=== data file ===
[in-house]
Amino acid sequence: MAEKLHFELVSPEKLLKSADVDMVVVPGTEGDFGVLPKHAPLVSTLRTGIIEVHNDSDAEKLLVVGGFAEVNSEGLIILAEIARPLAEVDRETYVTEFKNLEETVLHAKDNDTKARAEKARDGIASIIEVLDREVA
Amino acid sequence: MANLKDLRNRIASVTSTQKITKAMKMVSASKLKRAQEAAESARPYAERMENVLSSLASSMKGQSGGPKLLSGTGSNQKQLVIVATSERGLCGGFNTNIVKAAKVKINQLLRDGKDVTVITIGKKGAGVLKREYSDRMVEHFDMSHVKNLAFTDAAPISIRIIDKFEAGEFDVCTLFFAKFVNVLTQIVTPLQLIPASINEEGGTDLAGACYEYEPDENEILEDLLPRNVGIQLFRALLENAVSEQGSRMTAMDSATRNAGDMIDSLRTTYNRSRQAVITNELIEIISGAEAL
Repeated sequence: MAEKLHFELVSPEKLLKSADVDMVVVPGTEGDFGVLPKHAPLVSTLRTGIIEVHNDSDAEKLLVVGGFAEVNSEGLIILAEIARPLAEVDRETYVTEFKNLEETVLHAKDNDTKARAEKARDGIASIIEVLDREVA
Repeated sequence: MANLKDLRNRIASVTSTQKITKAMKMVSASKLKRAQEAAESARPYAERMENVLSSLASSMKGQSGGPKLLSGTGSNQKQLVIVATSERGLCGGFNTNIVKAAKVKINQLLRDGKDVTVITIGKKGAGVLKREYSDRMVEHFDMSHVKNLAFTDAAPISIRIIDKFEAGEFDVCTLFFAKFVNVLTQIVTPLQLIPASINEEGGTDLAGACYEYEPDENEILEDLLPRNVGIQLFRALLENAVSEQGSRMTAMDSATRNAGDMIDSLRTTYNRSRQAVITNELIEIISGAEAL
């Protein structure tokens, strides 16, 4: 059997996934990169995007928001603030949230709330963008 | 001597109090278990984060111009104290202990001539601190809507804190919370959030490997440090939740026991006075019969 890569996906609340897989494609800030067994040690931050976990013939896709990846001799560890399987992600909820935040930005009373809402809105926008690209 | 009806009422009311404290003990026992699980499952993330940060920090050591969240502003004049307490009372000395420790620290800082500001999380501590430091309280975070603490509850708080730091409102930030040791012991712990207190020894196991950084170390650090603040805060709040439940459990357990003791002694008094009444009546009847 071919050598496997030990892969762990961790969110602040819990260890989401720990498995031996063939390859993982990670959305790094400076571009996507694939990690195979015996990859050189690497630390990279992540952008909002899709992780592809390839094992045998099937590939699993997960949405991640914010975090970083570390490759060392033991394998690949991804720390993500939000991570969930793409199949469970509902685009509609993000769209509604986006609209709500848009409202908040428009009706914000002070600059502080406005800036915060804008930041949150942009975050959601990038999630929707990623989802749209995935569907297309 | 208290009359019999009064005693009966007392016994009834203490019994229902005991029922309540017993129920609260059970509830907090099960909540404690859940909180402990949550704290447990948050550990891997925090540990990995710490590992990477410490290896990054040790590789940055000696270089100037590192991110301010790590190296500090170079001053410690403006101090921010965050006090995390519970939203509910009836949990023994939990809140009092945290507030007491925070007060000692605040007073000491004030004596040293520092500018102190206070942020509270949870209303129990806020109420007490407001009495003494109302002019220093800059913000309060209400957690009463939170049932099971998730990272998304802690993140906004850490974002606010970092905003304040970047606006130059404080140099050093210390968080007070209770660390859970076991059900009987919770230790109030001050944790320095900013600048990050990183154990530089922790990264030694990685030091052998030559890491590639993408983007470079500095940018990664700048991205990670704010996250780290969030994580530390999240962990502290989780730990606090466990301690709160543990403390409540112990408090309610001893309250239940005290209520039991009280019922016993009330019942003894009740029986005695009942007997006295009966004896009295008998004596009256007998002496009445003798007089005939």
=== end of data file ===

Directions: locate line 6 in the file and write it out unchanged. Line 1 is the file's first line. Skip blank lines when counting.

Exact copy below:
């Protein structure tokens, strides 16, 4: 059997996934990169995007928001603030949230709330963008 | 001597109090278990984060111009104290202990001539601190809507804190919370959030490997440090939740026991006075019969 890569996906609340897989494609800030067994040690931050976990013939896709990846001799560890399987992600909820935040930005009373809402809105926008690209 | 009806009422009311404290003990026992699980499952993330940060920090050591969240502003004049307490009372000395420790620290800082500001999380501590430091309280975070603490509850708080730091409102930030040791012991712990207190020894196991950084170390650090603040805060709040439940459990357990003791002694008094009444009546009847 071919050598496997030990892969762990961790969110602040819990260890989401720990498995031996063939390859993982990670959305790094400076571009996507694939990690195979015996990859050189690497630390990279992540952008909002899709992780592809390839094992045998099937590939699993997960949405991640914010975090970083570390490759060392033991394998690949991804720390993500939000991570969930793409199949469970509902685009509609993000769209509604986006609209709500848009409202908040428009009706914000002070600059502080406005800036915060804008930041949150942009975050959601990038999630929707990623989802749209995935569907297309 | 208290009359019999009064005693009966007392016994009834203490019994229902005991029922309540017993129920609260059970509830907090099960909540404690859940909180402990949550704290447990948050550990891997925090540990990995710490590992990477410490290896990054040790590789940055000696270089100037590192991110301010790590190296500090170079001053410690403006101090921010965050006090995390519970939203509910009836949990023994939990809140009092945290507030007491925070007060000692605040007073000491004030004596040293520092500018102190206070942020509270949870209303129990806020109420007490407001009495003494109302002019220093800059913000309060209400957690009463939170049932099971998730990272998304802690993140906004850490974002606010970092905003304040970047606006130059404080140099050093210390968080007070209770660390859970076991059900009987919770230790109030001050944790320095900013600048990050990183154990530089922790990264030694990685030091052998030559890491590639993408983007470079500095940018990664700048991205990670704010996250780290969030994580530390999240962990502290989780730990606090466990301690709160543990403390409540112990408090309610001893309250239940005290209520039991009280019922016993009330019942003894009740029986005695009942007997006295009966004896009295008998004596009256007998002496009445003798007089005939």